Abstract: The finding that regular spatial patterns can emerge in nature from local interactions between organisms has prompted a search for the ecological importance of these patterns. Theoretical models have predicted that patterning may have positive emergent effects on fundamental ecosystem functions, such as productivity. We provide empirical support for this prediction. In dryland ecosystems, termite mounds are often hotspots of plant growth (primary productivity). Using detailed observations and manipulative experiments in an African savanna, we show that these mounds are also local hotspots of animal abundance (secondary and tertiary productivity): insect abundance and biomass decreased with distance from the nearest termite mound, as did the abundance, biomass, and reproductive output of insect-eating predators. Null-model analyses indicated that at the landscape scale, the evenly spaced distribution of termite mounds produced dramatically greater abundance, biomass, and reproductive output of consumers across trophic levels than would be obtained in landscapes with randomly distributed mounds. These emergent properties of spatial pattern arose because the average distance from an arbitrarily chosen point to the nearest feature in a landscape is minimized in landscapes where the features are hyper-dispersed (i.e., uniformly spaced). This suggests that the linkage between patterning and ecosystem functioning will be common to systems spanning the range of human management intensities. The centrality of spatial pattern to system-wide biomass accumulation underscores the need to conserve pattern-generating organisms and mechanisms, and to incorporate landscape patterning in efforts to restore degraded habitats and maximize the delivery of ecosystem services.
Spatial Pattern Enhances Ecosystem Functioning in an African Savanna  [PDF]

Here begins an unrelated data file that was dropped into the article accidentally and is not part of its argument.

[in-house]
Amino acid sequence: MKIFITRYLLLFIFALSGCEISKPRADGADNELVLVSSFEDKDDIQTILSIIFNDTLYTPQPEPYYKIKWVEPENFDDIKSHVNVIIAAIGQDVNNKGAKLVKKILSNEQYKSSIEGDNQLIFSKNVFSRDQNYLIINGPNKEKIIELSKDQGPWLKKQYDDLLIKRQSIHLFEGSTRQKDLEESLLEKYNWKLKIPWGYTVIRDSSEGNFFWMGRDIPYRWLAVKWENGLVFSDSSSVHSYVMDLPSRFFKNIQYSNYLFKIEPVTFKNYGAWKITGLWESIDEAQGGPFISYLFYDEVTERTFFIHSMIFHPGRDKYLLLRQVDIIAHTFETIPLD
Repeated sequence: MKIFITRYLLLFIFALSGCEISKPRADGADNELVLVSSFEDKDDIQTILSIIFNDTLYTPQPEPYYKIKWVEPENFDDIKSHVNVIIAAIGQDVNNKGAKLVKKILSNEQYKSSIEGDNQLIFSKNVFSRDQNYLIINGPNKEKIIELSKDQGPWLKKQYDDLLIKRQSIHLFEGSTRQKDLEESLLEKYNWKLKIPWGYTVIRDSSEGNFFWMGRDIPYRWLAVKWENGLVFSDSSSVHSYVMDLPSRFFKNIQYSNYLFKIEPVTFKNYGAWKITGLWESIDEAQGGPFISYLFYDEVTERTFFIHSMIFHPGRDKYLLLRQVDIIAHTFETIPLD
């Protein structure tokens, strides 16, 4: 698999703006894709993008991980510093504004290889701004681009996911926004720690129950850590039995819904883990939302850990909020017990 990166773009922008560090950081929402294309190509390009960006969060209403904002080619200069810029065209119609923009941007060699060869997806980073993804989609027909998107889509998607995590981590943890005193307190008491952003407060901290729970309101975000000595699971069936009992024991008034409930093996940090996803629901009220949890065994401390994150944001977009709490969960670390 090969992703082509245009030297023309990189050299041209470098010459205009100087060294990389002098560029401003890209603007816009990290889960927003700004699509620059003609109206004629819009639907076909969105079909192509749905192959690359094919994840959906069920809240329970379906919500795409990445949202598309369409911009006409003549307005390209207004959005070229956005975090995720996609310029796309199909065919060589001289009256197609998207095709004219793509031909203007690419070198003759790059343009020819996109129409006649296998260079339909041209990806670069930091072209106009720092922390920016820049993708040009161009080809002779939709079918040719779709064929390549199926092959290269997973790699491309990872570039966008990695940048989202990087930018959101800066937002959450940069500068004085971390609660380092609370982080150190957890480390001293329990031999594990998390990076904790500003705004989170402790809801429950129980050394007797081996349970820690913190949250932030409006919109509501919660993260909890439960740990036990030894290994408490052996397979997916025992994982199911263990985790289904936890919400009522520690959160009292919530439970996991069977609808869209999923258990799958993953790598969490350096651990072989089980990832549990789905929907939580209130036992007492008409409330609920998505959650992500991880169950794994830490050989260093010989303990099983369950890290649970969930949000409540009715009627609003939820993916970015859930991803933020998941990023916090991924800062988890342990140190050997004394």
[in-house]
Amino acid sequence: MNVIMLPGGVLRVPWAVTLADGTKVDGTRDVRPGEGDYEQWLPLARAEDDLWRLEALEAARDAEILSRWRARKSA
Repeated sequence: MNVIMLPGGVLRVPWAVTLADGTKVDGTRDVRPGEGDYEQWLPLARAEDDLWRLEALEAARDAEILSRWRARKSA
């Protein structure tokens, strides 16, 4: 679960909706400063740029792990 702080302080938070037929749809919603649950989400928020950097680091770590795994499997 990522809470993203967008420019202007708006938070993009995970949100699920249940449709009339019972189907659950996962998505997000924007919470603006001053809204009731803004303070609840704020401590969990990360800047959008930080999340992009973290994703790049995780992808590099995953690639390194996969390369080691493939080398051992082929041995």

Robert M. Pringle ,Daniel F. Doak,Alison K. Brody,Rudy Jocqué,Todd M. Palmer
PLOS Biology , 2010, DOI: 10.1371/journal.pbio.1000377
Abstract: The finding that regular spatial patterns can emerge in nature from local interactions between organisms has prompted a search for the ecological importance of these patterns. Theoretical models have predicted that patterning may have positive emergent effects on fundamental ecosystem functions, such as productivity. We provide empirical support for this prediction. In dryland ecosystems, termite mounds are often hotspots of plant growth (primary productivity). Using detailed observations and manipulative experiments in an African savanna, we show that these mounds are also local hotspots of animal abundance (secondary and tertiary productivity): insect abundance and biomass decreased with distance from the nearest termite mound, as did the abundance, biomass, and reproductive output of insect-eating predators. Null-model analyses indicated that at the landscape scale, the evenly spaced distribution of termite mounds produced dramatically greater abundance, biomass, and reproductive output of consumers across trophic levels than would be obtained in landscapes with randomly distributed mounds. These emergent properties of spatial pattern arose because the average distance from an arbitrarily chosen point to the nearest feature in a landscape is minimized in landscapes where the features are hyper-dispersed (i.e., uniformly spaced). This suggests that the linkage between patterning and ecosystem functioning will be common to systems spanning the range of human management intensities. The centrality of spatial pattern to system-wide biomass accumulation underscores the need to conserve pattern-generating organisms and mechanisms, and to incorporate landscape patterning in efforts to restore degraded habitats and maximize the delivery of ecosystem services.